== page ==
On Oct. 30, the body of Rosa Parks -- the woman who catalyzed the civil-rights movement in 1955 by refusing to give up her bus seat to a white man -- was brought to the U.S. Capitol Rotunda to lie in honor, the first woman and one of the few civilians so honored.
Following Parks' hearse was a restored 1950s D.C. Metro bus that had been draped in black bunting, a humble addition that suited Parks' own blend of pride and populism.
In other cities, commuters were reminded that the storied movement began on an everyday city bus, the important -- yet segregated -- connection between an urbanizing black population and the low-paying jobs to which most were restricted.
In Detroit, where Parks spent the second half of her life, the front seats of city buses bore black ribbons. Meanwhile, visitors came to the Henry Ford Museum to see the restored Montgomery bus where it's believed the 42-year-old seamstress was arrested.
Cleveland's transit authority posted signs reading, "This seat is reserved for no one. RTA honors the woman who took a stand by sitting down. Rosa Parks 1913-2005."
In Montgomery, the city where Parks' arrest triggered the famous 381-day bus boycott, and where Parks subsequently suffered threats and unemployment following her activism, the Montgomery Transit Authority draped its buses' front seats in black.
The civil-rights movement that followed Parks' action went far beyond buses, yet these remembrances are appropriate. The civil-rights work that preceded the Montgomery bus boycott was focused on legal remedies to Jim Crow; and Parks herself had joined the movement by raising funds for the Scottsboro Boys' defense in the 1930s. But with the beginning of the boycott, which coincided with Parks' trial, the movement literally spread from the courtroom to the streets. Most of Montgomery's 40,000 black commuters walked miles to work and miles more to organizing meetings at night.
In 1950s Montgomery, Parks would've faced discrimination nearly everywhere: at restaurants, movie theaters and, of course, at work. The day of her arrest, she'd been hurrying home to prepare for a youth civil-rights workshop: Why, instead, did Parks make that bus ride her next civil-rights act?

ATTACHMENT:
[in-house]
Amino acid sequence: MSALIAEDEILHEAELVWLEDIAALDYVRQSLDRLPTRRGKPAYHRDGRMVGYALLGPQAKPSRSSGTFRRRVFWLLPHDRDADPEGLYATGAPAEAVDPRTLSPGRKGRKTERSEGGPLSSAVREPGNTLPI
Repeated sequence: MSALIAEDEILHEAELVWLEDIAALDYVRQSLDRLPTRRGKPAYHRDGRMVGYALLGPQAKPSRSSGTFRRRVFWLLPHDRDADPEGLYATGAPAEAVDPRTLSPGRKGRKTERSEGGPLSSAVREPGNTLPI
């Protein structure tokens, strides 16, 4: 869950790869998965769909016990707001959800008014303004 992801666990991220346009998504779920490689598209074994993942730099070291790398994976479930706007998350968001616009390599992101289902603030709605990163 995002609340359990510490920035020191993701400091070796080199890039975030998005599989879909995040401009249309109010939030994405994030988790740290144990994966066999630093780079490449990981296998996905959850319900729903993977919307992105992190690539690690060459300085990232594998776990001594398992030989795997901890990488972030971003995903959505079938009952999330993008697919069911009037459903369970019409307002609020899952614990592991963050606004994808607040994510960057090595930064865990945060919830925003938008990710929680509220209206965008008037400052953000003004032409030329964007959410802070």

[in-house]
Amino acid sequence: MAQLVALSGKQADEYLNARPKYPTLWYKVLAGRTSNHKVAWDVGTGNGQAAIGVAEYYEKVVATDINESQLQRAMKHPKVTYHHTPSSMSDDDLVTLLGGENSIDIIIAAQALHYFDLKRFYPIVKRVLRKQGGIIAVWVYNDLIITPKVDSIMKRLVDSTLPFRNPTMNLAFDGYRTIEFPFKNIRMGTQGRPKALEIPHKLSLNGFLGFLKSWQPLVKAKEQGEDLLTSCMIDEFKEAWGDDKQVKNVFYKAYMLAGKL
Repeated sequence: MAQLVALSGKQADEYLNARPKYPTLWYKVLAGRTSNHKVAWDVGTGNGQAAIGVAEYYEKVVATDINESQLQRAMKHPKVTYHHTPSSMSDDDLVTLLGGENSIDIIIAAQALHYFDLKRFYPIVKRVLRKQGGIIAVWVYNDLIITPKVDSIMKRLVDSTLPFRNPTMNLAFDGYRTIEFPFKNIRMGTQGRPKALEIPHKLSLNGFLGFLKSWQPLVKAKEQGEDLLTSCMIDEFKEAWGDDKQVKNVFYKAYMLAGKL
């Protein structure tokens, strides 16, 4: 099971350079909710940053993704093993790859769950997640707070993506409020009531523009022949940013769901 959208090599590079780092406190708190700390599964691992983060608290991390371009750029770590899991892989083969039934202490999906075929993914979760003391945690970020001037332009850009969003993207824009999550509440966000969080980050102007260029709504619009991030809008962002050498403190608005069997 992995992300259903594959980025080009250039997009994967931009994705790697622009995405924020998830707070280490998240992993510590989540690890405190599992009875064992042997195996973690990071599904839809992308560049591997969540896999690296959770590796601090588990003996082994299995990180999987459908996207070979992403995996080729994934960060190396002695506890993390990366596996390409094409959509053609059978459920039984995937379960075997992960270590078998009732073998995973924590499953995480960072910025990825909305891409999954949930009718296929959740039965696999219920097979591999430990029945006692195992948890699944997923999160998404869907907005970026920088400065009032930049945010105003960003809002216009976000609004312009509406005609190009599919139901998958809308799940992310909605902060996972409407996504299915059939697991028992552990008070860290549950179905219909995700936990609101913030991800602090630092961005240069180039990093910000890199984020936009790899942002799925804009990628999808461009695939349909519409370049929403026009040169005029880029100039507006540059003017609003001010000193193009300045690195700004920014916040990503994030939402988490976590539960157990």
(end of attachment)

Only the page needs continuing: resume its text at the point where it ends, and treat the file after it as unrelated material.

Answers Richard LeGrand, a Hill District transit activist, "You take away my ability to get to work, what else do you take away? My livelihood, my dignity, my personhood. You have to keep that circle unbroken."
As the rich get richer and the middle class disappears, public transit is one of the few things keeping the working class among the working. The bus is "survival," says East Hills custodian and security guard Charles Edward Fitzpatrick Jr., who rides the bus to his two Downtown jobs most days. "You've got to work to eat."
And yet, here as in most cities, transit is threatened by auto-myopia. Today, blacks and whites aren't riding in different parts of the bus, but often in different vehicles altogether. While many blacks are bound to the bus, suburban whites have comfy commuter rails -- in Pittsburgh, it's the Upper Saint Clair-bound T versus the Martin Luther King Jr. East Busway -- and, worse, private vehicles, which have literally put miles between the car-driving suburbanites and the inner city.
In Save Our Transit founder Steve Donahue's native Baton Rouge -- like Fitzpatrick's hometown of Nashville and Rosa Parks' adopted Motor City -- sparse service makes transit a last resort, leading to neglect as "politicians look at it like food stamps," Donahue says, as if "people who ride it are somehow defective."
Even here, where service is better, Donahue says, "I had someone ask me yesterday, 'Are there a lot of black people on the bus?' I said, 'Yeah, but [passengers are] mixed.' At least we have integrated rush hours!
"Most of the white people I know just use the bus to get to their jobs, but a lot of people, black and white, need the bus to get everywhere they can't walk. On the 86B Frankstown on a Saturday, sometimes I'll be the only white person."
If the Port Authority's state funding crisis isn't over before its emergency funding runs out in 2006, we may see the return of threats to eliminate evening and weekend service, which would hurt the poor, not the middle-class, and disproportionately more blacks. "It's not just an inconvenience," Donahue says, "it impacts people's ability to put food on the table. Rosa Parks responded to the circumstances of her day. If she were young and still riding the bus today, how would she respond?"